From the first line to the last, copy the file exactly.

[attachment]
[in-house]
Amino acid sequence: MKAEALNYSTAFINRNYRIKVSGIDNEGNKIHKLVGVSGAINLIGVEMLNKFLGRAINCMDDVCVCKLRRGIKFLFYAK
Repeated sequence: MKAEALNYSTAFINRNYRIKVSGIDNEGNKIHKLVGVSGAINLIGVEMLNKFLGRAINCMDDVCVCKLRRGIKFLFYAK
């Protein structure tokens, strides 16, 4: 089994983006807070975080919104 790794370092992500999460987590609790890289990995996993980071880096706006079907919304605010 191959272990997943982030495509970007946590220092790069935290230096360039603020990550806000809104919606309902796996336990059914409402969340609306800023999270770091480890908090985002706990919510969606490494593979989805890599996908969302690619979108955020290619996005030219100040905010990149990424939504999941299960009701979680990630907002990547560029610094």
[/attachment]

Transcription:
[in-house]
Amino acid sequence: MKAEALNYSTAFINRNYRIKVSGIDNEGNKIHKLVGVSGAINLIGVEMLNKFLGRAINCMDDVCVCKLRRGIKFLFYAK
Repeated sequence: MKAEALNYSTAFINRNYRIKVSGIDNEGNKIHKLVGVSGAINLIGVEMLNKFLGRAINCMDDVCVCKLRRGIKFLFYAK
């Protein structure tokens, strides 16, 4: 089994983006807070975080919104 790794370092992500999460987590609790890289990995996993980071880096706006079907919304605010 191959272990997943982030495509970007946590220092790069935290230096360039603020990550806000809104919606309902796996336990059914409402969340609306800023999270770091480890908090985002706990919510969606490494593979989805890599996908969302690619979108955020290619996005030219100040905010990149990424939504999941299960009701979680990630907002990547560029610094």